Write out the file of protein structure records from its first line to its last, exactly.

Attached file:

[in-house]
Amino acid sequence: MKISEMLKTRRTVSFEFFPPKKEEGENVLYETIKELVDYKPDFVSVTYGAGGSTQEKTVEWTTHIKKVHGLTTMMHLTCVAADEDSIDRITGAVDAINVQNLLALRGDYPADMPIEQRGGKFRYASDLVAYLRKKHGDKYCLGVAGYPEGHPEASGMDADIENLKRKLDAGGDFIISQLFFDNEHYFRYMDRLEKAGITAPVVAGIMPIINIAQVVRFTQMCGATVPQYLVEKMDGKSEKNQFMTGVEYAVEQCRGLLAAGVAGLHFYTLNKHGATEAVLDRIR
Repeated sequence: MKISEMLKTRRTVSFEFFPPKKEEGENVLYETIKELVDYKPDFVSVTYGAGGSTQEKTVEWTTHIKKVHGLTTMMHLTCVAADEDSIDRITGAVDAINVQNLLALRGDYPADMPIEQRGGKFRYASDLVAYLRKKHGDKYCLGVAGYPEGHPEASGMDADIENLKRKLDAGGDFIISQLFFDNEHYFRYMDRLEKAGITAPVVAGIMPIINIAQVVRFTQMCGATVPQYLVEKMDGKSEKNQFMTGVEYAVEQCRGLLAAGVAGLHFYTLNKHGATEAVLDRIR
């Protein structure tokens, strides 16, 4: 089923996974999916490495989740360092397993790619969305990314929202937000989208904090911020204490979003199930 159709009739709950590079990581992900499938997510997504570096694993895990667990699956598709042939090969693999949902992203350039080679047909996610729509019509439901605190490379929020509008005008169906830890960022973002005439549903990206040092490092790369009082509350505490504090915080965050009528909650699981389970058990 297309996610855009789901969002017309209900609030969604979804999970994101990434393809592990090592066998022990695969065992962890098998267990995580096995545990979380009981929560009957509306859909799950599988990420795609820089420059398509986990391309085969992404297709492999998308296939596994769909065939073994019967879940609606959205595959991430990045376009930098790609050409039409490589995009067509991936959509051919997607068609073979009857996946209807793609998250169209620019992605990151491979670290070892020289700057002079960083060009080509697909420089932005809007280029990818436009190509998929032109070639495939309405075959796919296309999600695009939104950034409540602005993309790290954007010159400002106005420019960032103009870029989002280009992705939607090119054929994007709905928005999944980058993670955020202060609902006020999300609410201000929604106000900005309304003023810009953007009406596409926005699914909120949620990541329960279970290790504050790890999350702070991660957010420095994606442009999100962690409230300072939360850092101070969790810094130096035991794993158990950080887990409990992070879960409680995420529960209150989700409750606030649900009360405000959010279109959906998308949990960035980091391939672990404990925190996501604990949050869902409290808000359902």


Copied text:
[in-house]
Amino acid sequence: MKISEMLKTRRTVSFEFFPPKKEEGENVLYETIKELVDYKPDFVSVTYGAGGSTQEKTVEWTTHIKKVHGLTTMMHLTCVAADEDSIDRITGAVDAINVQNLLALRGDYPADMPIEQRGGKFRYASDLVAYLRKKHGDKYCLGVAGYPEGHPEASGMDADIENLKRKLDAGGDFIISQLFFDNEHYFRYMDRLEKAGITAPVVAGIMPIINIAQVVRFTQMCGATVPQYLVEKMDGKSEKNQFMTGVEYAVEQCRGLLAAGVAGLHFYTLNKHGATEAVLDRIR
Repeated sequence: MKISEMLKTRRTVSFEFFPPKKEEGENVLYETIKELVDYKPDFVSVTYGAGGSTQEKTVEWTTHIKKVHGLTTMMHLTCVAADEDSIDRITGAVDAINVQNLLALRGDYPADMPIEQRGGKFRYASDLVAYLRKKHGDKYCLGVAGYPEGHPEASGMDADIENLKRKLDAGGDFIISQLFFDNEHYFRYMDRLEKAGITAPVVAGIMPIINIAQVVRFTQMCGATVPQYLVEKMDGKSEKNQFMTGVEYAVEQCRGLLAAGVAGLHFYTLNKHGATEAVLDRIR
């Protein structure tokens, strides 16, 4: 089923996974999916490495989740360092397993790619969305990314929202937000989208904090911020204490979003199930 159709009739709950590079990581992900499938997510997504570096694993895990667990699956598709042939090969693999949902992203350039080679047909996610729509019509439901605190490379929020509008005008169906830890960022973002005439549903990206040092490092790369009082509350505490504090915080965050009528909650699981389970058990 297309996610855009789901969002017309209900609030969604979804999970994101990434393809592990090592066998022990695969065992962890098998267990995580096995545990979380009981929560009957509306859909799950599988990420795609820089420059398509986990391309085969992404297709492999998308296939596994769909065939073994019967879940609606959205595959991430990045376009930098790609050409039409490589995009067509991936959509051919997607068609073979009857996946209807793609998250169209620019992605990151491979670290070892020289700057002079960083060009080509697909420089932005809007280029990818436009190509998929032109070639495939309405075959796919296309999600695009939104950034409540602005993309790290954007010159400002106005420019960032103009870029989002280009992705939607090119054929994007709905928005999944980058993670955020202060609902006020999300609410201000929604106000900005309304003023810009953007009406596409926005699914909120949620990541329960279970290790504050790890999350702070991660957010420095994606442009999100962690409230300072939360850092101070969790810094130096035991794993158990950080887990409990992070879960409680995420529960209150989700409750606030649900009360405000959010279109959906998308949990960035980091391939672990404990925190996501604990949050869902409290808000359902």